Post-Election Analysis: 2012 Toss-Up House Races

January 24, 2013

Before the election, the Brennan Center examined spending patterns in some of the most hotly contested House races in the country through the end of September. Now that the election is over, we have revisited some of the most important spending trends in the races that decided the battle for control of the House. This issue brief presents the Brennan Center's final analysis of spending patterns in the 29 toss-up House races identified by the Cook Political Report on Election Day 2012.

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Introduction

During the 2012 election, an influx of outside money—made possible by the Supreme Court's decision in Citizens United—shaped the political landscape. While most attention focused on the battle for the White House and Senate, control of the House of Representatives was at stake, too. On Election Day, Republicans retained control of the House. Democrats picked up just 8 of the 25 seats required to retake the chamber. Not surprisingly, candidates and outside groups raised and spent large sums in many House races.

Before the election, the Brennan Center examined spending patterns in some of the most hotly contested House races in the country through the end of September. Now that the election is over, we have revisited some of the most important spending trends in the races that decided the battle for control of the House. This issue brief presents the Brennan Center's final analysis of spending patterns in the 29 toss-up House races identified by the Cook Political Report on Election Day 2012.

Relying on post-election Federal Election Commission (FEC) campaign finance filings, we examined three key spending patterns in these toss-up districts. First, we compared candidate spending to spending by party committees and independent outside groups through the duration of the campaign. Next, we reviewed the role small donors played in driving candidate fundraising. Finally, we analyzed outside group and party committee spending patterns over the final month of the campaign.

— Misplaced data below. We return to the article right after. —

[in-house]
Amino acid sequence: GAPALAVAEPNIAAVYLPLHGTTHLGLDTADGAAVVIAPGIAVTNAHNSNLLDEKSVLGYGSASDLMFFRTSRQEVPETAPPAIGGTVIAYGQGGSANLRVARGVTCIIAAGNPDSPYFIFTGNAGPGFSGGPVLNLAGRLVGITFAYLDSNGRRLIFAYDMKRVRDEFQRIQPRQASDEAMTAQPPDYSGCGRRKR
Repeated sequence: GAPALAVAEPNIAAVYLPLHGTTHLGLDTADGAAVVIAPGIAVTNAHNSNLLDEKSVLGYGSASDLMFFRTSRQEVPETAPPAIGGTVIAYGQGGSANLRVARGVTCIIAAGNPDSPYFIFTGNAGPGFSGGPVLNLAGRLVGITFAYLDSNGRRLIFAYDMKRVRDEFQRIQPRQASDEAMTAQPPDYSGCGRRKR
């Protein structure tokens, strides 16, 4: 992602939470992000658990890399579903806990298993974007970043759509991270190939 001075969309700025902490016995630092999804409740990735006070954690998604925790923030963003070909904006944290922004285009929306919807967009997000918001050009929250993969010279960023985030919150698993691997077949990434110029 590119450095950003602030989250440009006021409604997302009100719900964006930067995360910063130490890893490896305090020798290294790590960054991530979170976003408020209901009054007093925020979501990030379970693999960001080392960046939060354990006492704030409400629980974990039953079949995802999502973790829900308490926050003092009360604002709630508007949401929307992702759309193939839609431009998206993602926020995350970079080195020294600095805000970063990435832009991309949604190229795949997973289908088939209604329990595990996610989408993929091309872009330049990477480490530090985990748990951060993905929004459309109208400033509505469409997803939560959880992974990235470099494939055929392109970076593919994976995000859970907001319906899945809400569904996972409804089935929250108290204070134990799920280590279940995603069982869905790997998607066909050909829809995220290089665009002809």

This analysis focuses on the total expenditures that have been publicly reported to the FEC. Due to FEC reporting requirements, tax-exempt groups must report their expenditures on "express advocacy," but they do not need to report expenditures on any so-called “issue ads” that they ran early in the campaign. Therefore, the figures cited in this issue brief understate the absolute totals of outside spending this election cycle.

Based on the Brennan Center's analysis of the 29 toss-up House races, several important trends emerge:

  • Overall, candidate spending accounted for just 46 percent of total spending. Candidates accounted for less than half of the total money spent in 19 of the 29 toss-up districts.
  • Outside group spending exceeded party committee spending, demonstrating the crucial role played by outside groups in shaping the electoral landscape in 2012. Republican-leaning and Democratic-leaning outside groups together spent $88.5 million, while the National Republican Congressional Committee (NRCC) and Democratic Congressional Campaign Committee (DCCC) together spent $79.7 million.
  • Disclosed Republican spending exceeded Democratic spending by about $33 million in the toss-up races: Including candidate, party committee, and outside group expenditures, Republicans spent $172.7 million, while Democrats spent $139.4 million. Republicans had a spending advantage in 23 of the 29 toss-up races, yet they won just 8 of these 23 races and lost the four races where they had the greatest spending advantage. Overall, in 16 of the 29 toss-up races, the party with the overall spending advantage in the district lost.